The New Zealand Security Intelligence Service Act 1969 provides a legislative basis for the role and functions of the NZSIS, a framework for issuing warrants, imposes reporting requirements on the Service, and addresses administrative matters affecting employment. The Act also establishes the role of the Commissioner of Security Warrants, who considers applications for domestic interception warrants jointly with the Prime Minister.
The Government introduced an amendment bill to Parliament on 6 December 2010, containing proposals to amend the NZSIS Act. Documents associated with the Bill can be accessed from the New Zealand Security Intelligence Service Amendment Bill page.
Other legislation directly relevant to the NZSIS includes:
The Intelligence and Security Committee Act 1996 establishes the Intelligence and Security Committee (ISC) and provides for its functions, including examining the policy, administration, and expenditure of the NZSIS, and considering the Service's Annual Report. The ISC also considers any bill, petition or other matters about the NZSIS referred to it by Parliament, as well as any other matters with security or intelligence implications referred to it by the Prime Minister. It does not consider matters within the jurisdiction of the Inspector-General of Intelligence and Security or matters that are operationally sensitive.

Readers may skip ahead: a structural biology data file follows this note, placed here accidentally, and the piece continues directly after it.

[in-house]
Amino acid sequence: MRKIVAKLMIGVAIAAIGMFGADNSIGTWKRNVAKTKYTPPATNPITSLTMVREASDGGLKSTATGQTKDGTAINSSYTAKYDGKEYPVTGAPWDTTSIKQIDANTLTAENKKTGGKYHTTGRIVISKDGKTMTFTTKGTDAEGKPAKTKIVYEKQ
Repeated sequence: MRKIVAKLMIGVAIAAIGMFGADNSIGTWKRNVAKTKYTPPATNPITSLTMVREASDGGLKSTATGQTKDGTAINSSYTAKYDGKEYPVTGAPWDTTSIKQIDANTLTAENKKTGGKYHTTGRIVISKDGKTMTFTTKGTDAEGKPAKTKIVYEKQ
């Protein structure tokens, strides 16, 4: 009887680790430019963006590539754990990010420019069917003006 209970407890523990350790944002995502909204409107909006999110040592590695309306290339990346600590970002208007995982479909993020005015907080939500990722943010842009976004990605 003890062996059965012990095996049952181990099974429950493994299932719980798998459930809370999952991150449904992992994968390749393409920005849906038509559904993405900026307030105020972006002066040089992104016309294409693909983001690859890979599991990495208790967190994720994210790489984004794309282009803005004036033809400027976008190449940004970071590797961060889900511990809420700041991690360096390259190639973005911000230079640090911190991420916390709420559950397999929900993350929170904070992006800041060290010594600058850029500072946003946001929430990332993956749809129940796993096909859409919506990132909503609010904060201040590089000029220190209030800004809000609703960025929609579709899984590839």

The Inspector-General of Intelligence and Security Act 1996 establishes the position of Inspector-General of Intelligence and Security. The Inspector-General can inquire into any matter relating to the legality and propriety of NZSIS activities, and considers complaints by persons adversely affected by the NZSIS. The Inspector-General can initiate inquiries of his motion or at the request of the Prime Minister.
The NZSIS must comply with all New Zealand law, including the New Zealand Bill of Rights Act 1990, the Human Rights Act 1993, the Privacy Act 1993, the Official Information Act 1982, the Public Audit Act 2001, and the Public Records Act 2005. These Acts and other applicable legislation can be accessed from the New Zealand legislation website.